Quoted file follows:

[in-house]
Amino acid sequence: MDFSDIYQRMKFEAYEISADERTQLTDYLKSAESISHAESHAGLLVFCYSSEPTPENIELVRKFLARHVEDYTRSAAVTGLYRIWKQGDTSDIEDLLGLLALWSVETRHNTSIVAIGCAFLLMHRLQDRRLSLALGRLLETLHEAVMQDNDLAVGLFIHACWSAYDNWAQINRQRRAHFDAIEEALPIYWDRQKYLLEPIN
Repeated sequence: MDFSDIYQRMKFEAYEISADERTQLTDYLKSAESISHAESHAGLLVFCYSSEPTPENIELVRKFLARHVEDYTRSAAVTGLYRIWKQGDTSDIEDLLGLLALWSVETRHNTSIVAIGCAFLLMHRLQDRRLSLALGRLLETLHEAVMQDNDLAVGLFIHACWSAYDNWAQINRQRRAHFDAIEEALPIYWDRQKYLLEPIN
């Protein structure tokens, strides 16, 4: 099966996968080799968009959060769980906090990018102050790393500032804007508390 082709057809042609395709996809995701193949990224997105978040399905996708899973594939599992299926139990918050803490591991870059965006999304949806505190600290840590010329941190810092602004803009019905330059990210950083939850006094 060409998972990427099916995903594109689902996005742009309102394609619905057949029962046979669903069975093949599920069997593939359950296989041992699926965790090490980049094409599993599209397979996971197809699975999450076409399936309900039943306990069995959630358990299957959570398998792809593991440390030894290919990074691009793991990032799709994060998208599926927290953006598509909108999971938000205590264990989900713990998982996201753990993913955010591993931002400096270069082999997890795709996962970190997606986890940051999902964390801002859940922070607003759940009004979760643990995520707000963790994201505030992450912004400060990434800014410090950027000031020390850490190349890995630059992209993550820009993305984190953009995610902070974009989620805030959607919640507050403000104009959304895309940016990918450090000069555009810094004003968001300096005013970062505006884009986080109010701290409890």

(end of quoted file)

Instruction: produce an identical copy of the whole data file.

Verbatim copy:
[in-house]
Amino acid sequence: MDFSDIYQRMKFEAYEISADERTQLTDYLKSAESISHAESHAGLLVFCYSSEPTPENIELVRKFLARHVEDYTRSAAVTGLYRIWKQGDTSDIEDLLGLLALWSVETRHNTSIVAIGCAFLLMHRLQDRRLSLALGRLLETLHEAVMQDNDLAVGLFIHACWSAYDNWAQINRQRRAHFDAIEEALPIYWDRQKYLLEPIN
Repeated sequence: MDFSDIYQRMKFEAYEISADERTQLTDYLKSAESISHAESHAGLLVFCYSSEPTPENIELVRKFLARHVEDYTRSAAVTGLYRIWKQGDTSDIEDLLGLLALWSVETRHNTSIVAIGCAFLLMHRLQDRRLSLALGRLLETLHEAVMQDNDLAVGLFIHACWSAYDNWAQINRQRRAHFDAIEEALPIYWDRQKYLLEPIN
């Protein structure tokens, strides 16, 4: 099966996968080799968009959060769980906090990018102050790393500032804007508390 082709057809042609395709996809995701193949990224997105978040399905996708899973594939599992299926139990918050803490591991870059965006999304949806505190600290840590010329941190810092602004803009019905330059990210950083939850006094 060409998972990427099916995903594109689902996005742009309102394609619905057949029962046979669903069975093949599920069997593939359950296989041992699926965790090490980049094409599993599209397979996971197809699975999450076409399936309900039943306990069995959630358990299957959570398998792809593991440390030894290919990074691009793991990032799709994060998208599926927290953006598509909108999971938000205590264990989900713990998982996201753990993913955010591993931002400096270069082999997890795709996962970190997606986890940051999902964390801002859940922070607003759940009004979760643990995520707000963790994201505030992450912004400060990434800014410090950027000031020390850490190349890995630059992209993550820009993305984190953009995610902070974009989620805030959607919640507050403000104009959304895309940016990918450090000069555009810094004003968001300096005013970062505006884009986080109010701290409890």